Note to the SCC February 19, 2015
An article in Counterpunch today suggests that a spike in infant deaths in Alaska might be attributable to fallout from Fukushima. I was about to send the piece to my friend Jeff Hergenrather, who has a longstanding interest in the dangers of radiation; then I thought that other SCC members undoubtedly share his concern. The SCC’s basic cause is promoting public health, and the entourage effect applies to politics as well as to pharmacology.
According to Janette Sherman, MD, and Joseph Mangano, MPH:
“Infant mortality in Alaska has been falling for years, however 122 infants died in 2012-2013, compared to 85 deaths two years before…
“Few data exist, but CDC did collect gross beta in air (picocuries per cubic meter). The period March 15 to April 30 in 2011 was the peak period when Fukushima fallout entered the environment… Gross beta isn’t the most precise measure, but it is indicative of other isotopes that are documented from Fukushima.
“After Chernobyl, and significantly, in Belarus, data confirmed elevated Cs-137 levels and adverse effects upon the blood, blood vessels and hearts of children. This research, by Bandashevsky demonstrated the link between Cs-137 and heart damage in Belarus’ children and in laboratory animals, and earned him a prison sentence.
We know that high and continuing levels of isotopes, including Cs-137 are being released from the damaged Fukushima plants. Cs-137, like potassium becomes deposited in soft tissue.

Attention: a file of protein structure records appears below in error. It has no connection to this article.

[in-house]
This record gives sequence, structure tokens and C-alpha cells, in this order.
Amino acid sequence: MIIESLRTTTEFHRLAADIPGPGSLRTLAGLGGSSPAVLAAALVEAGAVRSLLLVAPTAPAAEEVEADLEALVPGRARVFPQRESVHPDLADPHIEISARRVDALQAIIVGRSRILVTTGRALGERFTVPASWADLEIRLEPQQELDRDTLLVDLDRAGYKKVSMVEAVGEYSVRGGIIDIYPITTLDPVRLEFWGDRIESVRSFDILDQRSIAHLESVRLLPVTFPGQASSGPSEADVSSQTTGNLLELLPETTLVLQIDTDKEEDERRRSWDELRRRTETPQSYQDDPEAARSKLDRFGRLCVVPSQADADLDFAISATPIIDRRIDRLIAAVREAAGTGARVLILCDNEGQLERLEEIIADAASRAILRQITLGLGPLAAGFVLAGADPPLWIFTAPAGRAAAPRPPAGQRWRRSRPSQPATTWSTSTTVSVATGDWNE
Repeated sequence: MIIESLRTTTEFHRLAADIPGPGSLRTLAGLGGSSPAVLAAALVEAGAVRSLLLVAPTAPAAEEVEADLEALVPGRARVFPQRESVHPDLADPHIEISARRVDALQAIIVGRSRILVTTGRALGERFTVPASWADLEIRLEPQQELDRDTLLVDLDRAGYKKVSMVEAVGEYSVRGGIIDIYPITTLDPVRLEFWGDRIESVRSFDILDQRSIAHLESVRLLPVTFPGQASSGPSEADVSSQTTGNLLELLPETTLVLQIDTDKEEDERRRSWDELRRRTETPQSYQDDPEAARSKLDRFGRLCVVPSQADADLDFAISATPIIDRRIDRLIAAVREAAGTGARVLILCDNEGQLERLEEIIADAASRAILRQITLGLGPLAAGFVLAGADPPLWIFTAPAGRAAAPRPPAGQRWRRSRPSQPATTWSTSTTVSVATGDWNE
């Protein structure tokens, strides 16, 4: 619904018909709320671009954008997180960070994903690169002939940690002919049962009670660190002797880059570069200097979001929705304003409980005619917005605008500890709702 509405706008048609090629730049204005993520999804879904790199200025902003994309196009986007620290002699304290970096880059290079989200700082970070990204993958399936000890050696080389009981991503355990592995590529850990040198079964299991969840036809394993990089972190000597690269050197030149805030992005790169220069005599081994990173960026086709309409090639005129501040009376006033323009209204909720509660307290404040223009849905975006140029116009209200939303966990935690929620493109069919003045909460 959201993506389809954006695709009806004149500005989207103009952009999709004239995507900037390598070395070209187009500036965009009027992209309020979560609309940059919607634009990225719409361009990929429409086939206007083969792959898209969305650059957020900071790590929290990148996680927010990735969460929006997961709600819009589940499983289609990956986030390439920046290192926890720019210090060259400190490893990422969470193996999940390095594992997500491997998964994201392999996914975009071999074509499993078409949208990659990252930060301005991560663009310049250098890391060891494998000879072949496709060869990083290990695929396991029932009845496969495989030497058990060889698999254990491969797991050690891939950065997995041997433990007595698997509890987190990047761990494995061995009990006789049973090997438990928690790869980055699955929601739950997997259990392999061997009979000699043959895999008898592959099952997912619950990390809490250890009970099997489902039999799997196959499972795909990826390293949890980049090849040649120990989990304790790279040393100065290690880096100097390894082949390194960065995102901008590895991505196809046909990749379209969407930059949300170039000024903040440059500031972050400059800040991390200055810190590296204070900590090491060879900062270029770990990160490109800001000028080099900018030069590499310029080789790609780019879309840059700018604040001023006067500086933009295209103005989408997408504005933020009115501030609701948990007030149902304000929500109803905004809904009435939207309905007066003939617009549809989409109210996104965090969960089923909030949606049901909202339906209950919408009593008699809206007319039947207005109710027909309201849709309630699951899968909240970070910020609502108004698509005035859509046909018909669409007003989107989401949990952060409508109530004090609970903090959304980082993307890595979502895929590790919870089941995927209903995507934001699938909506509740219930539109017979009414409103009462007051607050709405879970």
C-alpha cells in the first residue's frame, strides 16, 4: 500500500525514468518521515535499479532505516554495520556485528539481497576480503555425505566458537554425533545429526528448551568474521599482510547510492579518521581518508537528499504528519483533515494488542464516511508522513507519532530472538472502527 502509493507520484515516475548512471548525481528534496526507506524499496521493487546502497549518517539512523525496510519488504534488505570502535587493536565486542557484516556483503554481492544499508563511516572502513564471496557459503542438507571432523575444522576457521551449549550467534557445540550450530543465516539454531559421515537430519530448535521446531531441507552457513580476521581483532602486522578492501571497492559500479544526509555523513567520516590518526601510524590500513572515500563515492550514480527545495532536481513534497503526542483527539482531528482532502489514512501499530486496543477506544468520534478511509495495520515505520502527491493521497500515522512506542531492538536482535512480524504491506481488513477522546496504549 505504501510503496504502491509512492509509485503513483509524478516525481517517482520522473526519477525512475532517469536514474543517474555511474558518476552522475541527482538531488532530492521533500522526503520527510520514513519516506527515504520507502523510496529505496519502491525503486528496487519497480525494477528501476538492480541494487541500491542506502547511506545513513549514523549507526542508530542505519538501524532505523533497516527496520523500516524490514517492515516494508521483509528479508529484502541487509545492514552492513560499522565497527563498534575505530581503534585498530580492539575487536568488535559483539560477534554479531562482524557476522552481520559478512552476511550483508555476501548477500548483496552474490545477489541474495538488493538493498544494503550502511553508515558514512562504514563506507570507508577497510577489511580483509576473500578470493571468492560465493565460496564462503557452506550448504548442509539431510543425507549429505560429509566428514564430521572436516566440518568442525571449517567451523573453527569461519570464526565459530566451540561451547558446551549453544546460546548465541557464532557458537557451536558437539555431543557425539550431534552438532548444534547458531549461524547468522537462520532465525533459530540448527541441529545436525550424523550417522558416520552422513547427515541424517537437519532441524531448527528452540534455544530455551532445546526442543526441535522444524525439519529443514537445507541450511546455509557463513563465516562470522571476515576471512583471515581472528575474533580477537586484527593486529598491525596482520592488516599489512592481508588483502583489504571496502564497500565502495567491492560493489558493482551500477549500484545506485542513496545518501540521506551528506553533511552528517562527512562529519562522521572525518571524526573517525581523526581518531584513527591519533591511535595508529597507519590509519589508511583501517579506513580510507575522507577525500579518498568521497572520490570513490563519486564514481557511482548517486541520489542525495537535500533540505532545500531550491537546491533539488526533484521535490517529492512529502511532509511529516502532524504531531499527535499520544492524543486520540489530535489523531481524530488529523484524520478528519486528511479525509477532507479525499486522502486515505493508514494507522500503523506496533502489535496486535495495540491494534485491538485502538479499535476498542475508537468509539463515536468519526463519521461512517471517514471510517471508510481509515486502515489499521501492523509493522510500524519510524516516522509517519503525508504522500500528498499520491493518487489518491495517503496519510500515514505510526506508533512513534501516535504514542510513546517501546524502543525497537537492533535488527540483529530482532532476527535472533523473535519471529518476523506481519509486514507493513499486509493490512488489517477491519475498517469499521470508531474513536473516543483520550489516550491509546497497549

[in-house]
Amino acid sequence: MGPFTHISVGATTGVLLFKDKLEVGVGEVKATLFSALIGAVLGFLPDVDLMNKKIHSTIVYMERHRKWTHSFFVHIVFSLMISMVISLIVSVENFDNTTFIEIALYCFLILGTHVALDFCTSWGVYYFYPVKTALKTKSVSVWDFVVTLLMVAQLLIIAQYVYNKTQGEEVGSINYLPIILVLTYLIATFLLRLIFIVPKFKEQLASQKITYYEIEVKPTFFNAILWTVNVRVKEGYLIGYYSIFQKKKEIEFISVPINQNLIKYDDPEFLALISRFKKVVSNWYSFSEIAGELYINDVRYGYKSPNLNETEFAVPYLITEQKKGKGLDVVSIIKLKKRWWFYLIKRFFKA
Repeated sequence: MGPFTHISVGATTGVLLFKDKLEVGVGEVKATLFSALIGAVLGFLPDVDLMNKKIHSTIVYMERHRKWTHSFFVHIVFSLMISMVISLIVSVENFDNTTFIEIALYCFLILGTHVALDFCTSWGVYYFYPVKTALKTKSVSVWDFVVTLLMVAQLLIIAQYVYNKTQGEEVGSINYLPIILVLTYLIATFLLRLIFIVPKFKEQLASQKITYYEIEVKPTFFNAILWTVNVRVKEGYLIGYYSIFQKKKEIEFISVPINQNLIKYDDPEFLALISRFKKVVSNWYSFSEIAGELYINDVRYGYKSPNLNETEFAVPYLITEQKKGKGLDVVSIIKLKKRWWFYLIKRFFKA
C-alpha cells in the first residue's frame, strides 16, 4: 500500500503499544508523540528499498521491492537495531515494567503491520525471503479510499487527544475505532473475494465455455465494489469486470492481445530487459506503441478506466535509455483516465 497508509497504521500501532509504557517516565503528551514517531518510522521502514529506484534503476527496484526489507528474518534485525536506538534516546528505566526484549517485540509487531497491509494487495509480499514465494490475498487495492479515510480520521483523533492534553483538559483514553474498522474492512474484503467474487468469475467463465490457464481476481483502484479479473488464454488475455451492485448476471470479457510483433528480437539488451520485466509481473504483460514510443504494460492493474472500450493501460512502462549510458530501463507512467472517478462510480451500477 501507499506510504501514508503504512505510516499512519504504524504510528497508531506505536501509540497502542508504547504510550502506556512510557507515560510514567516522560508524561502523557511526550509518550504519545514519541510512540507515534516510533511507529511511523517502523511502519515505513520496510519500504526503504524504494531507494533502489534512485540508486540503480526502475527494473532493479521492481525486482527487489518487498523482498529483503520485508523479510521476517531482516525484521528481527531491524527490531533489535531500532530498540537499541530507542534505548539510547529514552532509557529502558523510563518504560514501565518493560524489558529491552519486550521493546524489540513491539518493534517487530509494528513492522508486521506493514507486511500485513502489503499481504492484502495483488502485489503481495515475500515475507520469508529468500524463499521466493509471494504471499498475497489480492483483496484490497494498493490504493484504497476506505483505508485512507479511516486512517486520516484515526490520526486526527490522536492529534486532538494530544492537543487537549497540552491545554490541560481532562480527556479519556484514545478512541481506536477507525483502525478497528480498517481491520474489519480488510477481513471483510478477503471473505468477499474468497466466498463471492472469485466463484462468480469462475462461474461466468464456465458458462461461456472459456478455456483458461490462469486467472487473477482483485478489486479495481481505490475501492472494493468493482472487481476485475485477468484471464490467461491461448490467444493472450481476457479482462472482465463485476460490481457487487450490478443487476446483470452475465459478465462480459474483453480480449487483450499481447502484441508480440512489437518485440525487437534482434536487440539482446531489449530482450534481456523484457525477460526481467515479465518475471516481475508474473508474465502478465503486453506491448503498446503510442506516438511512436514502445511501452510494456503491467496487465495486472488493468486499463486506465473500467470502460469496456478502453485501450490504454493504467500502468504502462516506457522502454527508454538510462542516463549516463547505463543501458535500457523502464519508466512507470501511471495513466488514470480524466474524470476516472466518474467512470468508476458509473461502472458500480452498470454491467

As for the infant deaths in Alaska, we hope that careful and complete autopsies were performed on the dead children, and that levels of radioisotopes be measured in humans and wildlife.
Janette D. Sherman, M. D. is the author of Life’s Delicate Balance: Causes and Prevention of Breast Cancer and Chemical Exposure and Disease, and is a specialist in internal medicine and toxicology. She edited the book Chernobyl: Consequences of the Catastrophe for People and Nature, written by A. V. Yablokov, V. B., Nesterenko and A. V. Nesterenko, published by the New York Academy of Sciences in 2009. Her primary interest is the prevention of illness through public education. She can be reached at: firstname.lastname@example.org www.janettesherman.com
Joseph Mangano, MPH MBA, is the author of Mad Science (pub. 2012) as well and many articles on the effects of nuclear power. He is an epidemiologist, and Executive Director of the Radiation and Public Health Project and can be reached at: (www.radiation.org).